My father told me something else. He said that my grandparents did not marry under the Wallace name, but the family name of the man who impregnated my father’s great grandmother. Even at 21, I understood enough of the law to know that there was no need for that and questioned my father as to why. He said that they were simple and uneducated folk and didn’t know any better. I didn’t say anything further, but I knew the ramifications of the decision my grandparents made. They were not legally married. Luckily, they always used the Wallace name, no one questioned it, and nothing ever happened to challenge the legality of their marriage. In any case, it probably would not have been an issue after the first seven years of their marriage, as Common Law Marriage laws were still on the books in Tennessee.

My grandfather’s last 50 years of life coincided with my first 50 years and throughout that time I often heard him saying something that left me scratching my head. Whenever someone in the family acted foolishly or rashly, he would say, “What are you, a Moats?” So, once I asked him about it. I could see that he didn’t really want to talk about it, but he answered me anyway. He said, “Moats was my grandmother’s maiden name, and she was a very foolish woman.” And that was all he would say about it. And even after I learned the family secret, I honored my promise to my father and never pressed my grandfather about this.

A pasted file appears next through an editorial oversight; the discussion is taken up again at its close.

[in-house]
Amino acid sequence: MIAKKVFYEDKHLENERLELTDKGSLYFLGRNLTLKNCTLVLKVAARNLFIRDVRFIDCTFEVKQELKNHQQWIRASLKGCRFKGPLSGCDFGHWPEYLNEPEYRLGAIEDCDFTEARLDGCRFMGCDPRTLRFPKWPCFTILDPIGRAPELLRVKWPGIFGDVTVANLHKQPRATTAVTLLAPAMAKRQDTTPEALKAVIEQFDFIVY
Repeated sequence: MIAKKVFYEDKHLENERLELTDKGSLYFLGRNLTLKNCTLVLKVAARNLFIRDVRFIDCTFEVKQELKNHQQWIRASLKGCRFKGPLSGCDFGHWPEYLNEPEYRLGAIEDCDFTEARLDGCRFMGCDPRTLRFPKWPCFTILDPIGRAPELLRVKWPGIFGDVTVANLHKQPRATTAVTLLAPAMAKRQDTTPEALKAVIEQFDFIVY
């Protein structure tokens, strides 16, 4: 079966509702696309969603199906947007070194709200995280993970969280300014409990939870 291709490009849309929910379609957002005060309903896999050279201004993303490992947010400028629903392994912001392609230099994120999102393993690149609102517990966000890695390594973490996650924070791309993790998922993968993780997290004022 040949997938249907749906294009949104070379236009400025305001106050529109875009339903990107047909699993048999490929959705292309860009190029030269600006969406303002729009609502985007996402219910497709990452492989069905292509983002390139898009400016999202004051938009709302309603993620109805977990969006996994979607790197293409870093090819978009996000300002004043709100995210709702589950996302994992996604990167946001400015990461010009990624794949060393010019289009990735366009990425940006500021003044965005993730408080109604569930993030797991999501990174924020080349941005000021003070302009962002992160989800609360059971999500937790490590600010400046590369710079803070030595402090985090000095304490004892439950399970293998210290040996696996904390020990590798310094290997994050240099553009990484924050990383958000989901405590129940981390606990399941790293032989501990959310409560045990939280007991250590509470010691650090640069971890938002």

The quote from Deuteronomy came up when my father told the story above. But our family did not assume that the children and grandchildren had to bear the sin debts of their forbearers, but they believed that they did share their parents’ guilt and shame until the third or fourth generation. The Bible is clear in both Old and New Testaments; God does not place any of the sins or iniquities of parents on their children. So, if anyone told Elik that he was a bastard, that was wrong both legally and morally, he was not born out of wedlock, he had a father, the one who raised him from birth to adulthood. And even if his mother conceived him out of wedlock, that is still not his fault

The concept of visiting our sins and iniquities on our children in the scripture quoted is found many times in the Old and New Testaments. But there are even more scriptures that refute it, assuring us that we are responsible only for our own sins and iniquities, not those of our parents and grandparents. But, I assume that if anyone wants to pass guilt and shame down through their family line, that is up to them.

This story also becomes a lesson for those who would quote scripture without context to bash someone they don’t like. Context is everything in the Bible. And the condition of your heart is everything when quoting the Bible to others. In this case, the Bible quoted what people were saying back then only to refute it. So be careful to learn the full context when quoting scripture. And before you do, examine the condition of your heart. If your feelings are negative (hateful, disgusted, appalled), you will do better not to speak. But if your heart is filled with love for the person you talk to, be sure of the context and then speak.

Scripture was never meant to be used as a weapon to smite, bash, or hurt anyone you believe is wrong. But, quoting the Bible in love for the purpose of bringing someone into a closer relationship with Jesus is good and right. So, one could easily say that quoting scripture out of context or with negative feelings in your heart is iniquitous, or perhaps, “grossly unfair.”

NOTE:  My oldest living relative, my Aunt Edna told me that she remembers her great grandmother being referred to as Hilda Moats, not Hulda. But I got the spelling from an old family Bible. Admittedly, it was written there in cursive and probably many decades earlier. I wish I had photographed the pages from that family Bible because I do not know where it is now.